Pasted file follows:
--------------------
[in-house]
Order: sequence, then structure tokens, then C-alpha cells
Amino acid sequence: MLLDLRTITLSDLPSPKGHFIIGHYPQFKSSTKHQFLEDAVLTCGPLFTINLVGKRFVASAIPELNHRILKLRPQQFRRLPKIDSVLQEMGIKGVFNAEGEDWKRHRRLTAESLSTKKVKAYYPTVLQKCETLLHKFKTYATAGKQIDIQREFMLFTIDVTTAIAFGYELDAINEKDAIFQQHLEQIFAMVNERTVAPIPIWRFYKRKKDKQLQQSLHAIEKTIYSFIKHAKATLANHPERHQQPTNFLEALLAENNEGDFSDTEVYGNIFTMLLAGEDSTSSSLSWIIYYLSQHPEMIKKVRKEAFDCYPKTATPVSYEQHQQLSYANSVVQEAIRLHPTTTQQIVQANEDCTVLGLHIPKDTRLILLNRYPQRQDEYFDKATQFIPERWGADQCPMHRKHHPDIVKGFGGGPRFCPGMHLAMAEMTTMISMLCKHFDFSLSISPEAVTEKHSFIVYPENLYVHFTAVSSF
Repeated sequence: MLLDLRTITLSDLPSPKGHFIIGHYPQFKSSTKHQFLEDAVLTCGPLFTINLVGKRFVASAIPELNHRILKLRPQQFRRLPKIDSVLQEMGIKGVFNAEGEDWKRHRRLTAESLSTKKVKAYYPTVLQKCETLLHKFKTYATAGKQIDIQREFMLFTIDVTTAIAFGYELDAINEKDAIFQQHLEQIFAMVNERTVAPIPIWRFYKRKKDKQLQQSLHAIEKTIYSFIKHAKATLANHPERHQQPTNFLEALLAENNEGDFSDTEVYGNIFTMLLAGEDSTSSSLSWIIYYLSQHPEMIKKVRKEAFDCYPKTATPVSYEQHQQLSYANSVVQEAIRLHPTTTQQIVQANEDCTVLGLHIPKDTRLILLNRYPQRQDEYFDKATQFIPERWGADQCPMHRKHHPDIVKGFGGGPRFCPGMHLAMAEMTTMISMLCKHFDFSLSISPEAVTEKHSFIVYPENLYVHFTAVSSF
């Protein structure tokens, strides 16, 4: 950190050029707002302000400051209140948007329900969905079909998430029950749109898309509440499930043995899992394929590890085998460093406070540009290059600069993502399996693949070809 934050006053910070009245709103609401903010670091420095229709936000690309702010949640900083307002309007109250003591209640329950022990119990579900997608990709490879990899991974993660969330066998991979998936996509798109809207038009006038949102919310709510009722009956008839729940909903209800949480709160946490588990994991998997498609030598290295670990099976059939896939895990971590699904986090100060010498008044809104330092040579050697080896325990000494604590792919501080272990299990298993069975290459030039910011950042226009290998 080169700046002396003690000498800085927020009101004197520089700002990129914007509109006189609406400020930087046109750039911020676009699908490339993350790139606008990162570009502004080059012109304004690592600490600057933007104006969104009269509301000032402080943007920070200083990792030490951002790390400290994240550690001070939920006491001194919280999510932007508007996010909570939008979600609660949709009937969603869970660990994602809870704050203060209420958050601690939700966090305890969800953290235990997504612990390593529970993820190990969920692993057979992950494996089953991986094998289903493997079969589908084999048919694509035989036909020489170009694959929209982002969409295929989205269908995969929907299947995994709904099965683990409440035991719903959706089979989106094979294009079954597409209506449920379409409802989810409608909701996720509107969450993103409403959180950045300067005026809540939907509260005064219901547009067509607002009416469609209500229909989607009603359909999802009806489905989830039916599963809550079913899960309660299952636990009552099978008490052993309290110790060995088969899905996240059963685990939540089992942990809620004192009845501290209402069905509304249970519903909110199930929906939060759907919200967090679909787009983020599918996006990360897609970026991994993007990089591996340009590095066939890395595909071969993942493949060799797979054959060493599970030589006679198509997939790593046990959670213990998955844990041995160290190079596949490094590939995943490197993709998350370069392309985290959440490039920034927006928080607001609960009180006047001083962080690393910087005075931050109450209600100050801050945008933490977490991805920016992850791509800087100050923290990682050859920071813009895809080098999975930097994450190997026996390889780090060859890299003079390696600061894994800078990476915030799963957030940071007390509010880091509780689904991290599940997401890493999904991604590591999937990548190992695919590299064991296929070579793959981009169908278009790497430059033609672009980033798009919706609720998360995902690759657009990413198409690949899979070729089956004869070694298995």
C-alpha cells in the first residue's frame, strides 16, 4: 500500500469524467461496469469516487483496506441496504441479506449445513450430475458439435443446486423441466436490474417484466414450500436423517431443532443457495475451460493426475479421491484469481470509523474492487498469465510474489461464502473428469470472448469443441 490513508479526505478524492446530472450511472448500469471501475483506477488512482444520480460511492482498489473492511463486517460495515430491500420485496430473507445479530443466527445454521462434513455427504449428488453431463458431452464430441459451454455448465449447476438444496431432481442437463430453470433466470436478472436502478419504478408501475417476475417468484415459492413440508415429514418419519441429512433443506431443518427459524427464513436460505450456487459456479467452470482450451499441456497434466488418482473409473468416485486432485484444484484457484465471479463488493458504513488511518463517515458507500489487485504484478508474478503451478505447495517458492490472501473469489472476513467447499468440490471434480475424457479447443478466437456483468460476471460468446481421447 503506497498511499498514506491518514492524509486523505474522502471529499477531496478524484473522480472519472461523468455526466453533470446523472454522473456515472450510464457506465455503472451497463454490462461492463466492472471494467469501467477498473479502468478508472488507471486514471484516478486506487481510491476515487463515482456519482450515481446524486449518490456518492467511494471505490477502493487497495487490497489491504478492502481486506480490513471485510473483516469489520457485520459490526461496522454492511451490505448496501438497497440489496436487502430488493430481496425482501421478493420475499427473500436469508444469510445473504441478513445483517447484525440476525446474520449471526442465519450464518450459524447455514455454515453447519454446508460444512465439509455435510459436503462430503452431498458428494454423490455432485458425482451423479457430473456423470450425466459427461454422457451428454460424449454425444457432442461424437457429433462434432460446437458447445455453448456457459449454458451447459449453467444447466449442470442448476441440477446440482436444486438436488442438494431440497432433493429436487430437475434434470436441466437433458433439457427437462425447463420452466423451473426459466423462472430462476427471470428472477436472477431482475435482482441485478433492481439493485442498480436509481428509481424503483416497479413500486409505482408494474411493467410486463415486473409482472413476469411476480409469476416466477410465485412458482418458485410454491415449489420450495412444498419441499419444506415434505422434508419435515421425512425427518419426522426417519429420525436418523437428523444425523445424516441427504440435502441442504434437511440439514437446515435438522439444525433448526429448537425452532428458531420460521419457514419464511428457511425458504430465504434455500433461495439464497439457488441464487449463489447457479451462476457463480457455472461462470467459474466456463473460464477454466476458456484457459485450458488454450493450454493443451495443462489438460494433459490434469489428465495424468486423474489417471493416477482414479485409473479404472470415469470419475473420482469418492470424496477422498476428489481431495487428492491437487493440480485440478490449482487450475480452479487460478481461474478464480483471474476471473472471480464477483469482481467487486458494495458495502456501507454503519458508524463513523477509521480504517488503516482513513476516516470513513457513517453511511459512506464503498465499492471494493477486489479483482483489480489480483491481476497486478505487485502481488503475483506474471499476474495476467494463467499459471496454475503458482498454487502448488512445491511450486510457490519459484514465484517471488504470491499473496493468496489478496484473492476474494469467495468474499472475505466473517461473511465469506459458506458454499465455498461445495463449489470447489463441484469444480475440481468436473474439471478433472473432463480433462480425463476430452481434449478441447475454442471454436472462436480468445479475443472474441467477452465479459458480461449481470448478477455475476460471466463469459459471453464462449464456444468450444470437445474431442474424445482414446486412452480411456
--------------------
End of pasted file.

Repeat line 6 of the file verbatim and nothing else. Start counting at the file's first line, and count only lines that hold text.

C-alpha cells in the first residue's frame, strides 16, 4: 500500500469524467461496469469516487483496506441496504441479506449445513450430475458439435443446486423441466436490474417484466414450500436423517431443532443457495475451460493426475479421491484469481470509523474492487498469465510474489461464502473428469470472448469443441 490513508479526505478524492446530472450511472448500469471501475483506477488512482444520480460511492482498489473492511463486517460495515430491500420485496430473507445479530443466527445454521462434513455427504449428488453431463458431452464430441459451454455448465449447476438444496431432481442437463430453470433466470436478472436502478419504478408501475417476475417468484415459492413440508415429514418419519441429512433443506431443518427459524427464513436460505450456487459456479467452470482450451499441456497434466488418482473409473468416485486432485484444484484457484465471479463488493458504513488511518463517515458507500489487485504484478508474478503451478505447495517458492490472501473469489472476513467447499468440490471434480475424457479447443478466437456483468460476471460468446481421447 503506497498511499498514506491518514492524509486523505474522502471529499477531496478524484473522480472519472461523468455526466453533470446523472454522473456515472450510464457506465455503472451497463454490462461492463466492472471494467469501467477498473479502468478508472488507471486514471484516478486506487481510491476515487463515482456519482450515481446524486449518490456518492467511494471505490477502493487497495487490497489491504478492502481486506480490513471485510473483516469489520457485520459490526461496522454492511451490505448496501438497497440489496436487502430488493430481496425482501421478493420475499427473500436469508444469510445473504441478513445483517447484525440476525446474520449471526442465519450464518450459524447455514455454515453447519454446508460444512465439509455435510459436503462430503452431498458428494454423490455432485458425482451423479457430473456423470450425466459427461454422457451428454460424449454425444457432442461424437457429433462434432460446437458447445455453448456457459449454458451447459449453467444447466449442470442448476441440477446440482436444486438436488442438494431440497432433493429436487430437475434434470436441466437433458433439457427437462425447463420452466423451473426459466423462472430462476427471470428472477436472477431482475435482482441485478433492481439493485442498480436509481428509481424503483416497479413500486409505482408494474411493467410486463415486473409482472413476469411476480409469476416466477410465485412458482418458485410454491415449489420450495412444498419441499419444506415434505422434508419435515421425512425427518419426522426417519429420525436418523437428523444425523445424516441427504440435502441442504434437511440439514437446515435438522439444525433448526429448537425452532428458531420460521419457514419464511428457511425458504430465504434455500433461495439464497439457488441464487449463489447457479451462476457463480457455472461462470467459474466456463473460464477454466476458456484457459485450458488454450493450454493443451495443462489438460494433459490434469489428465495424468486423474489417471493416477482414479485409473479404472470415469470419475473420482469418492470424496477422498476428489481431495487428492491437487493440480485440478490449482487450475480452479487460478481461474478464480483471474476471473472471480464477483469482481467487486458494495458495502456501507454503519458508524463513523477509521480504517488503516482513513476516516470513513457513517453511511459512506464503498465499492471494493477486489479483482483489480489480483491481476497486478505487485502481488503475483506474471499476474495476467494463467499459471496454475503458482498454487502448488512445491511450486510457490519459484514465484517471488504470491499473496493468496489478496484473492476474494469467495468474499472475505466473517461473511465469506459458506458454499465455498461445495463449489470447489463441484469444480475440481468436473474439471478433472473432463480433462480425463476430452481434449478441447475454442471454436472462436480468445479475443472474441467477452465479459458480461449481470448478477455475476460471466463469459459471453464462449464456444468450444470437445474431442474424445482414446486412452480411456